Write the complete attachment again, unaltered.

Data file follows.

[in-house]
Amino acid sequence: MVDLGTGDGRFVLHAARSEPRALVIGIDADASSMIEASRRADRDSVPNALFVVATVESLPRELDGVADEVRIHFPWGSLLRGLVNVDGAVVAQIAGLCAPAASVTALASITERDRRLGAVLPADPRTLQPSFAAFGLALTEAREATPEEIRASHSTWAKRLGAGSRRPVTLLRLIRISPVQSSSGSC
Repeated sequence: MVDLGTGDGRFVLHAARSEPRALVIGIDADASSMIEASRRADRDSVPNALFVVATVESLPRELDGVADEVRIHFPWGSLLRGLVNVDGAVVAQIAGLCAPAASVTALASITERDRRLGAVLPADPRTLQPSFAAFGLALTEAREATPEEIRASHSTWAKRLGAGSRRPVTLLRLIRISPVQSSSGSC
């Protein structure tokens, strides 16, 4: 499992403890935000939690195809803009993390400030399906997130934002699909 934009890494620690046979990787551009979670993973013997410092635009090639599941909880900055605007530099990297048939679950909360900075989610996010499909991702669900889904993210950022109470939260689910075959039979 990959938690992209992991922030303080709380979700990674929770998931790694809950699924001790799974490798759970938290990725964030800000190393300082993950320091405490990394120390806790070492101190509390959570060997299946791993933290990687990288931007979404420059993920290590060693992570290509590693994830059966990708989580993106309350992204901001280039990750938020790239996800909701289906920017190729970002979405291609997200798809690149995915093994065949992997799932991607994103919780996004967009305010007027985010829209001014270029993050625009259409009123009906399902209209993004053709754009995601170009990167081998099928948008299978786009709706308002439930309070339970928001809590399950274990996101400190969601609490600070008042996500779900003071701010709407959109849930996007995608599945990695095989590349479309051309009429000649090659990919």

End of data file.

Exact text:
[in-house]
Amino acid sequence: MVDLGTGDGRFVLHAARSEPRALVIGIDADASSMIEASRRADRDSVPNALFVVATVESLPRELDGVADEVRIHFPWGSLLRGLVNVDGAVVAQIAGLCAPAASVTALASITERDRRLGAVLPADPRTLQPSFAAFGLALTEAREATPEEIRASHSTWAKRLGAGSRRPVTLLRLIRISPVQSSSGSC
Repeated sequence: MVDLGTGDGRFVLHAARSEPRALVIGIDADASSMIEASRRADRDSVPNALFVVATVESLPRELDGVADEVRIHFPWGSLLRGLVNVDGAVVAQIAGLCAPAASVTALASITERDRRLGAVLPADPRTLQPSFAAFGLALTEAREATPEEIRASHSTWAKRLGAGSRRPVTLLRLIRISPVQSSSGSC
């Protein structure tokens, strides 16, 4: 499992403890935000939690195809803009993390400030399906997130934002699909 934009890494620690046979990787551009979670993973013997410092635009090639599941909880900055605007530099990297048939679950909360900075989610996010499909991702669900889904993210950022109470939260689910075959039979 990959938690992209992991922030303080709380979700990674929770998931790694809950699924001790799974490798759970938290990725964030800000190393300082993950320091405490990394120390806790070492101190509390959570060997299946791993933290990687990288931007979404420059993920290590060693992570290509590693994830059966990708989580993106309350992204901001280039990750938020790239996800909701289906920017190729970002979405291609997200798809690149995915093994065949992997799932991607994103919780996004967009305010007027985010829209001014270029993050625009259409009123009906399902209209993004053709754009995601170009990167081998099928948008299978786009709706308002439930309070339970928001809590399950274990996101400190969601609490600070008042996500779900003071701010709407959109849930996007995608599945990695095989590349479309051309009429000649090659990919």